The “transition away from fossil fuel in energy systems” in “a just, orderly, and equitable manner” raises the question of the appearance of a focus in sustainable finance dedicated to phase outs or phase downs, as well as the related investment and expenditure needs to accompany working capital and workforce shift or support. Sustainable finance might complete its green focus with greater attention on shrinking, decommissioning or repurposing brown activities or making them greener. It calls for a strong inclusion of social factors, employment considerations, true and contextualized transition planning assessments paying heightened attention to the notion of carbon lock in.
In 2023, Asia gave birth to multiple coal managed phase out mechanisms. These mechanisms’ adaptation to other economic activities incompatible with the Paris agreement or the Kunming-Montreal targets - oil & gas, cattle farming, plastics, pesticides - is foreseeable. Managed phased out will be one of our key themes of investigation in 2024.
The intense debate on fossil fuels phase-out percolated into products or labels’ update decisions as the tip of the iceberg regarding standardization and regulation of sustainability claims. 2024 will mark the accentuation of the regulatory trend to define more guidelines, minimum and golden standards as to the characteristics of products entitled to use any green / ESG or sustainability-related term.
The trend is shaping financial regulators intervention in the EU (SFDR potential review, ESMA guidelines on funds names), in the UK (SDR recently released regulation) and in the US (funds names regulation)
In France the SRI label recently excluded investments in companies developing new oil & gas projects. Additionally, a transition plan aligned with the Paris agreement will be required for companies in the sector to be investable. The design, key features and adequacy assessment of transition plans are a topic heavily investigated by market participants, and not thought far enough by policy-makers who however refer to it as a key requirement in many regulations (e.g., EU CSRD, UK SDR, SEC Climate Investor Disclosure, Monetary Authority of Singapore, Hong Kong Stock Exchange, among others). Incidentally, one also expects collective efforts continuation, in terms of skills, data intelligence, regarding the assessment of targets’ ambition. Forward-looking analytics capabilities has become a key differentiator, with growing importance of scenario analysis, not only on climate change but also on nature (reflected by the sophisticated work from NGFS/IMF, etc.).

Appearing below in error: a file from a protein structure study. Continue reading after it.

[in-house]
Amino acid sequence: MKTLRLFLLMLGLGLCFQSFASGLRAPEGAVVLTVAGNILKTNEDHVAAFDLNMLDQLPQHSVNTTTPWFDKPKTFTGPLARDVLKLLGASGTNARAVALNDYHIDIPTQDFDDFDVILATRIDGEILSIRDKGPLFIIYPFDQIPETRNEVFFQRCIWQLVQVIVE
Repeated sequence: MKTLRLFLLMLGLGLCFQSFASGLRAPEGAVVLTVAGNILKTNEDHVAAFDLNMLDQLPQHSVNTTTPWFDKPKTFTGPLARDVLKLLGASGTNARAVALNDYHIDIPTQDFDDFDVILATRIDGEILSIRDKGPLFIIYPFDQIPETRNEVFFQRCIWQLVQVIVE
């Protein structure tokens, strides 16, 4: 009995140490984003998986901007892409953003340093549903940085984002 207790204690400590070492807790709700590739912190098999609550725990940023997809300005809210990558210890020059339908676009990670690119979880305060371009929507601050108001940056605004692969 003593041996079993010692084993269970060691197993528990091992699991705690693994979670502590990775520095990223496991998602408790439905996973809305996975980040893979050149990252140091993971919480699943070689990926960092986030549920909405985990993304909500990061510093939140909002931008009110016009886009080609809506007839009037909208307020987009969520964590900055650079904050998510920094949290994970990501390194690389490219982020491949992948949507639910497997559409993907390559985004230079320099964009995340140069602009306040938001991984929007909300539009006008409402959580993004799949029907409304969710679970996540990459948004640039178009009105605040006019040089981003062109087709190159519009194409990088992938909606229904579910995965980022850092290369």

Those verification, updating and forecasting needs extensively apply to EU taxonomy alignment demonstration. Methodological, legal and marketing framing of alignment claims will absorb market participants and financial watchdogs in 2024. Guidance is looked for on claims, verification, or performance or target updates. The need is two-fold, strengthening the reliability and opposability of taxonomy ratios, data and claims, but also accommodating usability obstacles resulting from the very design of taxonomy criteria.
After fierce criticism against Sustainability-linked bonds (SLBs) in 2022 for the lack of ambitious targets or insufficient use of scope 3 emissions, market pressures and guidance, notably through ICMA’s KPI registry update, lead to practices enhancement, though room for improvement remains. Moreover, the rising number of ‘sleeping SLL” is calling for a certain vigilance, a topic which is identified by the LMA ESG Committee.
Enabling financiers to better spot opportunities through sustainability solutions providers will be key in 2024. So-called avoided and facilitated emissions are areas of intense methodological innovation. Avoided emissions would fall under “scope 4 emissions” to give the deserved climate credit to decarbonization solution providers. Facilitated or underwritten emissions (cf. PCAF new methodology) are GHG emissions that are supported by the issuance of capital market instruments. Methodological work on “advised” emissions, in a context where advisory/consultancy on sustainability is growing in importance, is also explored.
A focus on enabling activities and how to account for the emissions they allow to avoid has recently peaked the attention of a group of financial institutions, incl. Natixis/Mirova to create a common methodology and develop a database of avoided emissions factors and associated company-level avoided emissions on a large firm univers. Such refined carbon accounting would enhance access to sustainable finance to firms whose contribution to the transition is not properly acknowledged, and whose absolute emissions will grow as the total volume of their products or services is to rise dramatically to scale up the transition.
The goal is to award and encourage emission avoidance from solution providers, should it be capital goods, equipment, key inputs or feedstock. Indeed, how come an electric car be an eligible green asset if its core and most critical components are not considered climate change mitigators (namely batteries and its necessary components)? Sustainable finance needs to give due credit to the metals and mining industry, while incentivizing to reduce its non-neglectable negative externalities (water consumption and pollution for instance) and contribute to enhanced transparency. The notion of “enabling activities” and more importantly the assessment of the enabling potential of a technology/activity though deserves further definition and methodological work. This is what the ICMA dedicated taskforce, co-chaired by Natixis CIB, is intending to start with.
Natixis’ Green & Sustainable Hub will keep on investigating these topics further in dedicated papers and accompany the sustainable finance ecosystem through these structural changes.